Prevention and obesity-related services create opportunities to integrate oral health promotion and disease prevention messages. The obvious linkage is nutrition and the impact it has on oral health and weight, particularly among Americaʼs children. Healthy school options provided public schools are often not made available in communities at highest risk for obesity or unmet dental need [8]. And if made available, many children continue to opt for meals with thin nutritional benefit [9]. More systemic, clinical implications include co-occurring diabetes and periodontal infection, as an example, The second provision is related to tobacco use during pregnancy. The intersection of tobacco use and pregnancy could include oral cancer and preterm labor prevention, “in addition to” how to integrate oral health promotion in the prenatal care experience, as it is related to tobacco control. Finally, Section 4108 of ACA established the Medicaid Incentives for Prevention of Chronic Diseases Program. If states strategically integrate OH-CD, they have the dual benefit of improving health status and medical savings as well as dental savings.

Both the oral health and chronic disease ACA provisions are in alignment with the CDC Division of Oral Healthʼs Strategic Plan for 2011-2014, especially Objective 2, “Guide Dental Public Health to be Part of the Health System Transformation [10].” We have seen an important funding opportunity come from CDC as a part of this effort, “Models of Collaboration for State Chronic Disease and Oral Health Programs,” (CDC-RFADP16-1609). Additionally, the U.S. Department of Health and Human Services released its Oral Health Strategic Framework in 2016 with its first of five goals focused on integrating oral health into primary care [11].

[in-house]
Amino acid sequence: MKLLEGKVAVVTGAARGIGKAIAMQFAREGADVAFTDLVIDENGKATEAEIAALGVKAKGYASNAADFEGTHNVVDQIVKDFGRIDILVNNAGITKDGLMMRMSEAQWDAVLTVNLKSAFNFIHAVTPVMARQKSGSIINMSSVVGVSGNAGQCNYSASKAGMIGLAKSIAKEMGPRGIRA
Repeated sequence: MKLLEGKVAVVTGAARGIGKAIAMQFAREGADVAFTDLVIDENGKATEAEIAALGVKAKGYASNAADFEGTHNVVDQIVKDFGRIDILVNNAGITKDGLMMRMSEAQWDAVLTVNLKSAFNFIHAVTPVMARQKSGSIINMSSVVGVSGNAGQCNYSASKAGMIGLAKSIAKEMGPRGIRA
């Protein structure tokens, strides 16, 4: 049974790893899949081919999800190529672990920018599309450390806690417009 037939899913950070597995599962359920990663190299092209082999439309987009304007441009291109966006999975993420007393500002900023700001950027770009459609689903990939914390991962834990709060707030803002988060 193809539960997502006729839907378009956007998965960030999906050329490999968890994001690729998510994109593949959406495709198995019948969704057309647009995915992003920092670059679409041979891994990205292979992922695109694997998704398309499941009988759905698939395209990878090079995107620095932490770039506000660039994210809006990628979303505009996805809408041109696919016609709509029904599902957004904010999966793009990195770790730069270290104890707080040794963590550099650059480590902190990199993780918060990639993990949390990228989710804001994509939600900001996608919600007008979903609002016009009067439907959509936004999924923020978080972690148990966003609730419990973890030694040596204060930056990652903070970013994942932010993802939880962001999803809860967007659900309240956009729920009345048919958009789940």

Foundations and other philanthropic policy partners also recognize the value of oral health integration into primary care. Grant makers in Health (GIH) published an issue brief in 2012 that addressed oral health and primary care integration [12]. In this issue brief, GIH members explore areas of potential grant maker investments, including model development and testing; workforce development; stakeholder education; and oral health finance reform.

In summary, contemporary health reform policies, as well as strategic plans and grants of both federal and philanthropic organizations, suggest a diverse portfolio of OH-CD integration activities that is occurring at national, state, and community-levels. Understanding how these activities and policies impact the epidemiology of both oral health and chronic diseases are essential as public policy continues to move towards integrated care models, value-based purchasing of healthcare services, and shared risk-shared reward reimbursement that bundles dental care into accountable care organization models.

Framing evaluation research of OH-CD integration in a public health context should be organized along two dimensions: prevention and integration. The Spectrum of Prevention, originally developed at the Contra Costa Health Services Prevention Program, provides a logical organization for interventional research [13].

The Spectrum delineates six levels of strategy development for comprehensive prevention, in our case OH-CD integration (Figure 1) [13].